Third-year Kansas football coach David Beaty left Memorial Stadium Saturday feeling good about his Jayhawks’ performance at the team’s spring game. Beaty just wished they could have given the fans a little bit more of an offensive show.
Scrimmages open to the public always feature predominantly vanilla play-calling for the offense and defense, but Beaty wasn’t talking razzle-dazzle when he brought up one regret from the festivities.
“I did like the way that we were able to move the ball pretty good down the field, particularly early in the day,” KU’s coach said, referring to a first half in which the two sides picked up 14 of the exhibition’s 21 total first downs. “We’ve just got to do a better job of finishing. I would’ve liked to see more points scored today.”
Between the two teams, Kansas players only crossed the goal line for a touchdown on three occasions, despite running a combined 83 total plays for 401 total yards during the scrimmage.
Beaty chalked up the lack of scoring drives to mental mistakes.
“There’s going to be a lot of guys that can make a lot of excuses about I’m not used to be playing with this guy or that guy,” the coach said of teams getting split up via draft instead of strictly by first-string and second-string, across the board, “and they won’t do that, because they know I’m not going to let them.”
While the head coach would have preferred to see larger digits on the scoreboard, Beaty felt positive about offensive coordinator Doug Meacham’s ability to get plenty of skill players involved “in a lot of different spaces” during the spring showcase.
2017 Kansas Football Spring Game
View a gallery of images from Saturday's Spring Game at Memorial Stadium.
Two of the program’s most discussed players, quarterbacks Peyton Bender and Carter Stanley, helped facilitate the wide distribution of touches.
KU’s top two running backs on campus, sophomore Khalil Herbert and Taylor Martin, combined for 13 carries and 70 yards. But most of the basic Air Raid offense on display featured multiple receivers making key plays for each team.
Looking at the combined statistics for the two sparring partners, five different Jayhawks caught three passes: Daylon Charlot (45 yards and a touchdown), Ryan Schadler (37 yards), Ben Johnson (52 yards), Chase Harrell (51 yards) and Kerr Johnson Jr. (22 yards).
Steven Sims Jr. (19 yards and a TD), Kwamie Lassiter II (40 yards, TD) and Jeremiah Booker (11 yards) each brought in two receptions.
Beaty was happy to see so many targets making an impact at different times, whether that was 6-foot-4 sophomore Harrell rising up to make an athletic grab on a deep ball near the sideline, junior college transfer Kerr Johnson Jr. looking comfortable in his first semester, or players who have been around the program such as Schadler and Ben Johnson proving their abilities in the offense.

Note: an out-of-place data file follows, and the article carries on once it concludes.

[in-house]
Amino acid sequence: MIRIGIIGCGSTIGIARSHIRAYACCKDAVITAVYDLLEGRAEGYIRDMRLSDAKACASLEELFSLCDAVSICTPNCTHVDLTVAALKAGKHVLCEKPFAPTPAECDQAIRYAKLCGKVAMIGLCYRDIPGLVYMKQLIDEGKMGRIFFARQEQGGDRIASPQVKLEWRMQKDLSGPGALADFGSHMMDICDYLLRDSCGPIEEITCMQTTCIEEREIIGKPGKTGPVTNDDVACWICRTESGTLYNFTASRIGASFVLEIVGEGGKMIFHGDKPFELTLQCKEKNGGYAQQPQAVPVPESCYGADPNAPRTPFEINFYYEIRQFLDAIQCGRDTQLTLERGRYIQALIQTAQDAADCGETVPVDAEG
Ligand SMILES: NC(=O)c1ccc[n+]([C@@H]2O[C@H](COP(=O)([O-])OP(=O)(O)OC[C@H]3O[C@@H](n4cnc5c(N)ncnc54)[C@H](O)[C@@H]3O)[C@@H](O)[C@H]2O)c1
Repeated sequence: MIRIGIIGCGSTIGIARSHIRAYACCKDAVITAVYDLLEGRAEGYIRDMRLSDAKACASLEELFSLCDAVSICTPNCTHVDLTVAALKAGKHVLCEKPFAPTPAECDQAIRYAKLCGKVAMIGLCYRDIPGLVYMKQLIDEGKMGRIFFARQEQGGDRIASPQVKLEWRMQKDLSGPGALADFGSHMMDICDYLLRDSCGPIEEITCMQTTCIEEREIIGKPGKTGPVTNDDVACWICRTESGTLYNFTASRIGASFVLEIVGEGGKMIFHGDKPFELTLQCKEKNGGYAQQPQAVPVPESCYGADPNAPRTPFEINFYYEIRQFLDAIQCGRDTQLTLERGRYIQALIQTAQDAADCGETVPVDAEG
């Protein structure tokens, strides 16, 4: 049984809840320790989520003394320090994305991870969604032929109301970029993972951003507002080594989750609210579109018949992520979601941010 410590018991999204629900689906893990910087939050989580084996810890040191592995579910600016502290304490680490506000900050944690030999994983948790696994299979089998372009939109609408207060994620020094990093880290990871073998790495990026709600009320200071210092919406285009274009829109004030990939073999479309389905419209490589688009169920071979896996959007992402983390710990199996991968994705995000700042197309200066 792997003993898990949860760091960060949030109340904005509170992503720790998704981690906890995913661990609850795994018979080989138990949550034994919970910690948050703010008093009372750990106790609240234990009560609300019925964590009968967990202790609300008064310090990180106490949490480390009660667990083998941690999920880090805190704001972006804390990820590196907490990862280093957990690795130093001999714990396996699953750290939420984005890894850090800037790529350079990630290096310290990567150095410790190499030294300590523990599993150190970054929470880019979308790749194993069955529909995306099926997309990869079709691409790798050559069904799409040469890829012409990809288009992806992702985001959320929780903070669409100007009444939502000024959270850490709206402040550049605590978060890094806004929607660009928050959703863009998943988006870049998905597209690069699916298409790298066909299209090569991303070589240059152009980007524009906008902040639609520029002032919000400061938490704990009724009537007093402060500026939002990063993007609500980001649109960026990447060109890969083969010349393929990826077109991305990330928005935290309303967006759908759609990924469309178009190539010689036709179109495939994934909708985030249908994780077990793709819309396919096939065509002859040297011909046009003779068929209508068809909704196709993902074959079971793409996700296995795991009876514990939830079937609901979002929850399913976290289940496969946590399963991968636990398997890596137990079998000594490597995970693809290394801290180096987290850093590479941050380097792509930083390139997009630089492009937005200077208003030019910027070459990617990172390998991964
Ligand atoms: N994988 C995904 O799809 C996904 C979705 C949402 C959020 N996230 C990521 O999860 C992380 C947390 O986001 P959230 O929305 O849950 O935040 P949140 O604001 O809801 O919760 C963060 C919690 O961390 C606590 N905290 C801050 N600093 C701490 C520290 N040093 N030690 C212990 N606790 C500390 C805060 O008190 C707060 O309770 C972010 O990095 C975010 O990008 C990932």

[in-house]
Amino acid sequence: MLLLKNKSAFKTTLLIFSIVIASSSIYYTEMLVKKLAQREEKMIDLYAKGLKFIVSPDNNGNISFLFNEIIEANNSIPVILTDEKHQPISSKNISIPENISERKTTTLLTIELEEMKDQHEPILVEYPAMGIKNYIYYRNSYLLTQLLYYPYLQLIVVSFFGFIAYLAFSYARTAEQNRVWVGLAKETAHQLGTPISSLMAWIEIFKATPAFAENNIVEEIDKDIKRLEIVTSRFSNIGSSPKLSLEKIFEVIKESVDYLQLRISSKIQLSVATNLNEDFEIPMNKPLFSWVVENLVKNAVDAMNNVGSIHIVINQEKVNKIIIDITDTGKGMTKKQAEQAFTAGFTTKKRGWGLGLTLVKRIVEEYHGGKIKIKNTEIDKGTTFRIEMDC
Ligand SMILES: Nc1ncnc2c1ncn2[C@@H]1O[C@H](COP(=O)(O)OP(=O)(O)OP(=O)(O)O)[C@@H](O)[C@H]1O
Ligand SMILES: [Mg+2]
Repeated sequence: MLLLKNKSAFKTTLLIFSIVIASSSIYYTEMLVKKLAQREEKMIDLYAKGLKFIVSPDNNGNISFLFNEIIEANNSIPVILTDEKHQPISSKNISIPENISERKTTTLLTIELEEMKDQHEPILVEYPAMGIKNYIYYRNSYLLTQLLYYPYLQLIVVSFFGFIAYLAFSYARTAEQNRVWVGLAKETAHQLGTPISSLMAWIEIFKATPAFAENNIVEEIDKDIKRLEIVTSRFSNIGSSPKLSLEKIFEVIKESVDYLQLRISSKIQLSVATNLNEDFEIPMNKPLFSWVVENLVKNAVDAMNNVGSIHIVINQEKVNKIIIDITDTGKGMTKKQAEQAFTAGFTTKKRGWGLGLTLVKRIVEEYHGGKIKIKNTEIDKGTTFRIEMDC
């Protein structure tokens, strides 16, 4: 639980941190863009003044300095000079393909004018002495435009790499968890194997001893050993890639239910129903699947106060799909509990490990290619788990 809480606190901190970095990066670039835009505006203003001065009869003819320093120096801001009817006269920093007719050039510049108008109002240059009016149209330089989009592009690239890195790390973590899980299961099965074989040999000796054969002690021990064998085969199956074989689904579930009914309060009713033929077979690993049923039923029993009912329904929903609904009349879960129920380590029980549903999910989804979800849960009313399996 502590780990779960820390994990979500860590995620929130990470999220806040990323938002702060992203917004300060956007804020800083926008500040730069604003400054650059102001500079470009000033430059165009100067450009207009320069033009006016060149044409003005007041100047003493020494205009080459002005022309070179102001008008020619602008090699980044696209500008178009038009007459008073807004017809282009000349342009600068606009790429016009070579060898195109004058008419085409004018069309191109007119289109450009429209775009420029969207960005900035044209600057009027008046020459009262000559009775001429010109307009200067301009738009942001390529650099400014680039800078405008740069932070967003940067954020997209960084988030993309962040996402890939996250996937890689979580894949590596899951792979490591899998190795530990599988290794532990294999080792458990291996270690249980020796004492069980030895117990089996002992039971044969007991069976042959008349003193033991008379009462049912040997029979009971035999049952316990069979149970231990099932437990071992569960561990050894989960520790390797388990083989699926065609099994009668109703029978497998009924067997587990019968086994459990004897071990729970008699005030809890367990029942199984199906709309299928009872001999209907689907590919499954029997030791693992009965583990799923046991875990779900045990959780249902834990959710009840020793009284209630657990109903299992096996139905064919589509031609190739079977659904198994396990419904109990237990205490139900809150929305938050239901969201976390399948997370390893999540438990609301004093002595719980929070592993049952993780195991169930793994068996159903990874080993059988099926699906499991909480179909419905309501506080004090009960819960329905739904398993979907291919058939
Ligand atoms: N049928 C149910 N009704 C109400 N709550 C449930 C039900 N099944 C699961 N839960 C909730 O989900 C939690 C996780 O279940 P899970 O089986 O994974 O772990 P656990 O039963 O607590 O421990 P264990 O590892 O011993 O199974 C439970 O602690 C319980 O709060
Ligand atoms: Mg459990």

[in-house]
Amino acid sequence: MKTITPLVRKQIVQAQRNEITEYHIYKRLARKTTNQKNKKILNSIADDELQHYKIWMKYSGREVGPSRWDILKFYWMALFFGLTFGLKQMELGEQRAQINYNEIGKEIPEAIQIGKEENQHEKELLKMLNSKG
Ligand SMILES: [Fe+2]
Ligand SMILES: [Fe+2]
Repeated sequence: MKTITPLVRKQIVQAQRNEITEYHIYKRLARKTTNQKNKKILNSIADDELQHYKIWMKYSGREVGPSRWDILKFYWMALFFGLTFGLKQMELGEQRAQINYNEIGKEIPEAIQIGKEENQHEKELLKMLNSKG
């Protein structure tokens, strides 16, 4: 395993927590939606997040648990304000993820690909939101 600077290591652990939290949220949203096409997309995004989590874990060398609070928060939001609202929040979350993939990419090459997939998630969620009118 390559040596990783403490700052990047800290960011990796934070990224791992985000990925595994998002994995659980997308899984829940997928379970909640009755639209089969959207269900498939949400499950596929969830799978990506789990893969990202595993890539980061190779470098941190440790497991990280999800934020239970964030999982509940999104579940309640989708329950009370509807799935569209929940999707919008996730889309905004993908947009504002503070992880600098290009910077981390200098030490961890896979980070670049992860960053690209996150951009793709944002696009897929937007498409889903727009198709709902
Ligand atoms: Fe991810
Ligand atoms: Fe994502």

“It's just watching Kwamie Lassiter (II) catch a touchdown down there in front of his dad,” Beaty gave as another example of what he liked seeing out of the offense. “I know that was a great moment for him and his pops (former KU defensive back Kwamie Lassiter).”
The Jayhawks’ leading returning receiver, Sims, played on Bender’s team with Charlot, Schadler and LaQuvionte Gonzalez. The 5-10 junior from Houston, who finished 2016 with 72 receptions for 859 yards, explained how the various receivers jockeyed to make plays at the open scrimmage.
“It was fun having all of them on the team, but it’s only one ball. We’ve got to share the ball. That just made us compete harder all week,” Sims said, “and you’re working harder to get open, because you know the other guy’s probably going to get open, too.”
Neither defense was able to pick off Bender, Stanley or No. 3 QB Tyriek Starks during the spring game. But sophomore safety Mike Lee, sophomore corner Julian Chandler and junior safety Emmanuel Moore each were credited with a pass breakup.
“They just competed,” Sims said of the program’s defensive backs during the spring event. “They didn’t give us anything. They competed regardless.”
Ultimately, Beaty would have been upset if the exhibition featured too many touchdowns — which would have been a sign the defense regressed. Though he couldn’t feel disappointed about how many Jayhawks contributed in the passing game, as Bender threw for 143 yards (11-for-15), Stanley went for 114 (13-for-24) and Starks chipped in 55 (2-for-4).
“I just think we've got a lot of talent out there,” Beaty said, “and (Meacham) being able to kind of get the ball in everybody's hands is a challenge a lot of times. He did a good job of it.”